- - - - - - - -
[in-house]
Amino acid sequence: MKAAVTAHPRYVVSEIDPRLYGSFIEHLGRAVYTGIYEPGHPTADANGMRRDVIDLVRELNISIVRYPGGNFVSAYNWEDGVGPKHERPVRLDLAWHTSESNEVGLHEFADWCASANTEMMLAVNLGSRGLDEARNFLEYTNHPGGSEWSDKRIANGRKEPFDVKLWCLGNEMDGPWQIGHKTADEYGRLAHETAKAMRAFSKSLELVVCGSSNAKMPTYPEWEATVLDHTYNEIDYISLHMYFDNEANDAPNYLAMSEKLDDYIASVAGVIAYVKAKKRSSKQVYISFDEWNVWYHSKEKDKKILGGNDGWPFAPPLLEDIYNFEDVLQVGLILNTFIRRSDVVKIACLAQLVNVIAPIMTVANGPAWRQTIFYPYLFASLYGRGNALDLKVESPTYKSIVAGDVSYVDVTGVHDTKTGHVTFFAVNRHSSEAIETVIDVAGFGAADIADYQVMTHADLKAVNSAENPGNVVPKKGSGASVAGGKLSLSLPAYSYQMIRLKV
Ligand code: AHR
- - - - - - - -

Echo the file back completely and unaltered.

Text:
[in-house]
Amino acid sequence: MKAAVTAHPRYVVSEIDPRLYGSFIEHLGRAVYTGIYEPGHPTADANGMRRDVIDLVRELNISIVRYPGGNFVSAYNWEDGVGPKHERPVRLDLAWHTSESNEVGLHEFADWCASANTEMMLAVNLGSRGLDEARNFLEYTNHPGGSEWSDKRIANGRKEPFDVKLWCLGNEMDGPWQIGHKTADEYGRLAHETAKAMRAFSKSLELVVCGSSNAKMPTYPEWEATVLDHTYNEIDYISLHMYFDNEANDAPNYLAMSEKLDDYIASVAGVIAYVKAKKRSSKQVYISFDEWNVWYHSKEKDKKILGGNDGWPFAPPLLEDIYNFEDVLQVGLILNTFIRRSDVVKIACLAQLVNVIAPIMTVANGPAWRQTIFYPYLFASLYGRGNALDLKVESPTYKSIVAGDVSYVDVTGVHDTKTGHVTFFAVNRHSSEAIETVIDVAGFGAADIADYQVMTHADLKAVNSAENPGNVVPKKGSGASVAGGKLSLSLPAYSYQMIRLKV
Ligand code: AHR